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June 19, 20160 found this helpful

We have one for our boxer/lab mix. She is 1 1/2 yrs old. She is tearing it up from the bottom of the fence and getting out. We've re-enforced it several times with more metal ties, but she chews up another spot. Any ideas? This is our 3rd trip to Lowe's.

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September 26, 2012 Flag

We recently adopted an approximately 2 year old neutered male miniature Australian Shepherd. I am about at my wit's end with him! After coming home to find chewed things and poo a couple of times, we decided to let him out into our fenced back yard while we were away from the house.

He has consistently managed to get out of the back yard every time we've been away. We've plugged up every hole in the fence we could find. There is another dog out there with him (an older, much larger dog that he has known pretty much all his life). We make sure he has food and water before we leave.

As long as someone is out there watching, he's a perfect little angel, but the minute we have our backs turned, he escapes somehow. I don't want to chain him up, as there are days we're gone 7:30 am to 6:00 pm. I can't leave him inside or he chews everything up and leaves messes on the carpet. I can't let him outside because he escapes. I don't know what to do!

By Camilla N

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September 27, 20120 found this helpful
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Glad that you care because this can be resolved in time. For now, sounds like he really needs to be with you at all times. He has been uprooted from everything he knows. He is afraid and trying for familiar things. It will take time for him to adjust. Do not tie him as this often results in hanging death.

For less than 30 dollars you may wish to buy an electric fence. Little more for wire and stakes. Normally avoided method but if he is unsafe out there, he must stay home. If only he could stay at your side all the time, that would fix the problem.

Another thing he desperately needs is exercise. He is a herder by nature and high activity animal. Jogger in the family? Play ball. swimming. Any physical activity would help, especially if he is with family. You get to wear him out then love him to pieces. He will then be very happy to relax at home, safe and warm.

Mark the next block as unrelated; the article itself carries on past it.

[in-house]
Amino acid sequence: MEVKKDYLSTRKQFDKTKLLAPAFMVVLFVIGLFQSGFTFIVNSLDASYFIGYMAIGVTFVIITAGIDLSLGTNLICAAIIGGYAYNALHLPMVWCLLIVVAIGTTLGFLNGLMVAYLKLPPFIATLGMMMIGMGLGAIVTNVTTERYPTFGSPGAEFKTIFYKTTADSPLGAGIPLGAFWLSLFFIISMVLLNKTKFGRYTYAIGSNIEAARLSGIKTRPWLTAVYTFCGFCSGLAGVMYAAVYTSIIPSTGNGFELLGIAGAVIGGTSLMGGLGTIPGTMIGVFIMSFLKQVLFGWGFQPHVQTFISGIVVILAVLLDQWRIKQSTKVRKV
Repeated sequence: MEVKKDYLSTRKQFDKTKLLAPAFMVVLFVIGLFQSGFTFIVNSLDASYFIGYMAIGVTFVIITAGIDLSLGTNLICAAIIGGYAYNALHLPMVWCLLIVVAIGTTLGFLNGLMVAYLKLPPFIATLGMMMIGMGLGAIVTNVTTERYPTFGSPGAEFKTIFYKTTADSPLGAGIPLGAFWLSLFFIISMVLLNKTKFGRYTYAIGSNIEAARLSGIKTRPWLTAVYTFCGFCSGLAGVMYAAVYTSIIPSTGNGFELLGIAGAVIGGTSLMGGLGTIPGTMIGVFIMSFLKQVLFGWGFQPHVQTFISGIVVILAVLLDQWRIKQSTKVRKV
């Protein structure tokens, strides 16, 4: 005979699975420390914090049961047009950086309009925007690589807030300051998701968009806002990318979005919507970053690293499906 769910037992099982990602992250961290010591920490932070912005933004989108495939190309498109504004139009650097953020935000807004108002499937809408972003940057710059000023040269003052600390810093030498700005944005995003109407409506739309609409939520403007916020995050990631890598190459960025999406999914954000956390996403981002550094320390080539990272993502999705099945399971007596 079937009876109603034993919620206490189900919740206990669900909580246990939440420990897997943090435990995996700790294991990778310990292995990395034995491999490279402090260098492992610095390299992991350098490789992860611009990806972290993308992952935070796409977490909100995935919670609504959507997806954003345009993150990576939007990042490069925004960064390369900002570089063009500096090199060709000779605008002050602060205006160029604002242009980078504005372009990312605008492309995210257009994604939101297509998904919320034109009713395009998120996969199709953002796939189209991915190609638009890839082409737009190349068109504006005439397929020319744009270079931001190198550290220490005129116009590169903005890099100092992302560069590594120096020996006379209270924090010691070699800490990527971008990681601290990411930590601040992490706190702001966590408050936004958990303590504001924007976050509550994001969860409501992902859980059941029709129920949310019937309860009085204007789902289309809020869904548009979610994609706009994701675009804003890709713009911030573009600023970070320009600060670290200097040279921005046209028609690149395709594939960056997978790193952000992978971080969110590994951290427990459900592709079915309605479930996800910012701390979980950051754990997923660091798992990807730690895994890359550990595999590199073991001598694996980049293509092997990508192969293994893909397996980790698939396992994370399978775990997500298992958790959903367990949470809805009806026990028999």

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September 28, 20120 found this helpful
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Ah, you have a Houdini. So do I, so you have my sympathies. How is your dog getting out? Over or under the fence? Either way, I suggest running an electric wire at the top of the fence, and the bottom. That should catch the dog however he tries to get out. The top wire you might want to put a bit above the fence, not right at the boards.

Also, does he have toys to play with in the yard? Shade and water, perhaps a dog house for upcoming cold weather? What about hiring a pet sitter to come play with him for an hour or so during the day? Good luck, I know where you are coming from with this. <--signed, the owner of a very aggravating, sneaky Houdini.

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February 1, 2014 Flag
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I am looking for some advice. At the moment I own a lovable black Lab. We have two parks in either direction not far from my home where we walk and she has a fair sized back yard to play in. We attach her to a chain only long enough for her to go outside and do what she has to do and comes back in.

I'm considering adopting her a companion in the future, but unsure as to how I can manage both outside. There are busy streets surrounding our house where it would be too easy to wander off without a chain, if I attach another chair to our doorstep it would be impossible for either not to become tangled amongst each other.

I'd hate to put them in an outdoor cage, that would be cutting off less space for them, any advice on how I can manage two dogs outside on some sort of chains? I would like to let them roam as freely as possible without causing any danger to their well being, a large fenced in area is a possibility, but would would be somewhat expensive I imagine, but still a possibility.